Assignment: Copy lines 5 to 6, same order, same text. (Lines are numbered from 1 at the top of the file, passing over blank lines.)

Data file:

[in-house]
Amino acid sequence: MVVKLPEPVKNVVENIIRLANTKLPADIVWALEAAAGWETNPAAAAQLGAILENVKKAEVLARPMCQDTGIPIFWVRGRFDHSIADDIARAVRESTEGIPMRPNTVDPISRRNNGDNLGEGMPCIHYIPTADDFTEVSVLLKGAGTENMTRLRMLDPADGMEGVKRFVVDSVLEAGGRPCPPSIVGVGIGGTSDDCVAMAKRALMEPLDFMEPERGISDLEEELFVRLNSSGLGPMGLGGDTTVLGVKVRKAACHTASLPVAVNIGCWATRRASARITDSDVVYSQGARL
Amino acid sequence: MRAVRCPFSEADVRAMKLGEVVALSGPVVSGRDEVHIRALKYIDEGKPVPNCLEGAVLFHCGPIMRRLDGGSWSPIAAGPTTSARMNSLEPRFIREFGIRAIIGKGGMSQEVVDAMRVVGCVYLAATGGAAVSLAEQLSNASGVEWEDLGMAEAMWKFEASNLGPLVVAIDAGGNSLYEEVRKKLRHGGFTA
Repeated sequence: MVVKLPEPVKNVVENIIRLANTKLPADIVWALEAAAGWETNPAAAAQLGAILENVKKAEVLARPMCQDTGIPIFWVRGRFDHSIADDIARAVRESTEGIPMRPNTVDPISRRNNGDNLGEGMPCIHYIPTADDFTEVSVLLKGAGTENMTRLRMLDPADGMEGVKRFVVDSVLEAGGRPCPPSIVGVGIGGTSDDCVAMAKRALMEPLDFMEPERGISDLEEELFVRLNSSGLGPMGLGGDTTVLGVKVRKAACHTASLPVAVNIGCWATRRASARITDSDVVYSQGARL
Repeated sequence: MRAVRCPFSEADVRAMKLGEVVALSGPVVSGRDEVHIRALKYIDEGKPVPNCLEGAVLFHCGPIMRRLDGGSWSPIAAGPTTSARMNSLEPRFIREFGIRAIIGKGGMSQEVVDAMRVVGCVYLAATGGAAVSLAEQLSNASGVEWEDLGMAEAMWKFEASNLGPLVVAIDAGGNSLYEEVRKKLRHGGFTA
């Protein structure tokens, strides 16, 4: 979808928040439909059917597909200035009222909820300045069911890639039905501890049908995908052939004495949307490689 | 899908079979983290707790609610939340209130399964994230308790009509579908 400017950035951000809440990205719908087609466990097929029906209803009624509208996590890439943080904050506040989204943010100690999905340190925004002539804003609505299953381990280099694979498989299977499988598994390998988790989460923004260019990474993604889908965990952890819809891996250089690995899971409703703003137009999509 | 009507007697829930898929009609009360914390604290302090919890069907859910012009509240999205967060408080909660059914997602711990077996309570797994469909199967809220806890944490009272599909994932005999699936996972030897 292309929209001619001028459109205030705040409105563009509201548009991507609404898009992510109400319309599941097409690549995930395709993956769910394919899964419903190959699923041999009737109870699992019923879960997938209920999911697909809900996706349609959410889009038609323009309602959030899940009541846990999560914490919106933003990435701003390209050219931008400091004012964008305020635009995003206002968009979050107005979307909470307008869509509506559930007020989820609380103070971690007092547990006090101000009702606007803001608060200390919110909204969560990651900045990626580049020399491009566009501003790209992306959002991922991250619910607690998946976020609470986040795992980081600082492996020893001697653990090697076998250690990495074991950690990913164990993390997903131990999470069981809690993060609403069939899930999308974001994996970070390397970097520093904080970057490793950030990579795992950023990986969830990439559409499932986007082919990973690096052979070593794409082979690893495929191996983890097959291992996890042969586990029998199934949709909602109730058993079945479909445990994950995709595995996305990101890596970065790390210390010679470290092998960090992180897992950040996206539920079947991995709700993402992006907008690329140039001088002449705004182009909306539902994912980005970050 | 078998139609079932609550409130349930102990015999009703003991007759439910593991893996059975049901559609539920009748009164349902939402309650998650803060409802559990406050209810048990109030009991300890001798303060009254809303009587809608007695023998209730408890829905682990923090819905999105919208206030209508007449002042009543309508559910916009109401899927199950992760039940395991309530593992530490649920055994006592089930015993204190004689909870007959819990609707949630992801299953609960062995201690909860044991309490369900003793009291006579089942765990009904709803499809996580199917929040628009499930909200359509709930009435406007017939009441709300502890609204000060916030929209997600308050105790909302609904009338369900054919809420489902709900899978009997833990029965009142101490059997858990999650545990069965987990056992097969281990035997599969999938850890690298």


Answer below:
Repeated sequence: MRAVRCPFSEADVRAMKLGEVVALSGPVVSGRDEVHIRALKYIDEGKPVPNCLEGAVLFHCGPIMRRLDGGSWSPIAAGPTTSARMNSLEPRFIREFGIRAIIGKGGMSQEVVDAMRVVGCVYLAATGGAAVSLAEQLSNASGVEWEDLGMAEAMWKFEASNLGPLVVAIDAGGNSLYEEVRKKLRHGGFTA
């Protein structure tokens, strides 16, 4: 979808928040439909059917597909200035009222909820300045069911890639039905501890049908995908052939004495949307490689 | 899908079979983290707790609610939340209130399964994230308790009509579908 400017950035951000809440990205719908087609466990097929029906209803009624509208996590890439943080904050506040989204943010100690999905340190925004002539804003609505299953381990280099694979498989299977499988598994390998988790989460923004260019990474993604889908965990952890819809891996250089690995899971409703703003137009999509 | 009507007697829930898929009609009360914390604290302090919890069907859910012009509240999205967060408080909660059914997602711990077996309570797994469909199967809220806890944490009272599909994932005999699936996972030897 292309929209001619001028459109205030705040409105563009509201548009991507609404898009992510109400319309599941097409690549995930395709993956769910394919899964419903190959699923041999009737109870699992019923879960997938209920999911697909809900996706349609959410889009038609323009309602959030899940009541846990999560914490919106933003990435701003390209050219931008400091004012964008305020635009995003206002968009979050107005979307909470307008869509509506559930007020989820609380103070971690007092547990006090101000009702606007803001608060200390919110909204969560990651900045990626580049020399491009566009501003790209992306959002991922991250619910607690998946976020609470986040795992980081600082492996020893001697653990090697076998250690990495074991950690990913164990993390997903131990999470069981809690993060609403069939899930999308974001994996970070390397970097520093904080970057490793950030990579795992950023990986969830990439559409499932986007082919990973690096052979070593794409082979690893495929191996983890097959291992996890042969586990029998199934949709909602109730058993079945479909445990994950995709595995996305990101890596970065790390210390010679470290092998960090992180897992950040996206539920079947991995709700993402992006907008690329140039001088002449705004182009909306539902994912980005970050 | 078998139609079932609550409130349930102990015999009703003991007759439910593991893996059975049901559609539920009748009164349902939402309650998650803060409802559990406050209810048990109030009991300890001798303060009254809303009587809608007695023998209730408890829905682990923090819905999105919208206030209508007449002042009543309508559910916009109401899927199950992760039940395991309530593992530490649920055994006592089930015993204190004689909870007959819990609707949630992801299953609960062995201690909860044991309490369900003793009291006579089942765990009904709803499809996580199917929040628009499930909200359509709930009435406007017939009441709300502890609204000060916030929209997600308050105790909302609904009338369900054919809420489902709900899978009997833990029965009142101490059997858990999650545990069965987990056992097969281990035997599969999938850890690298």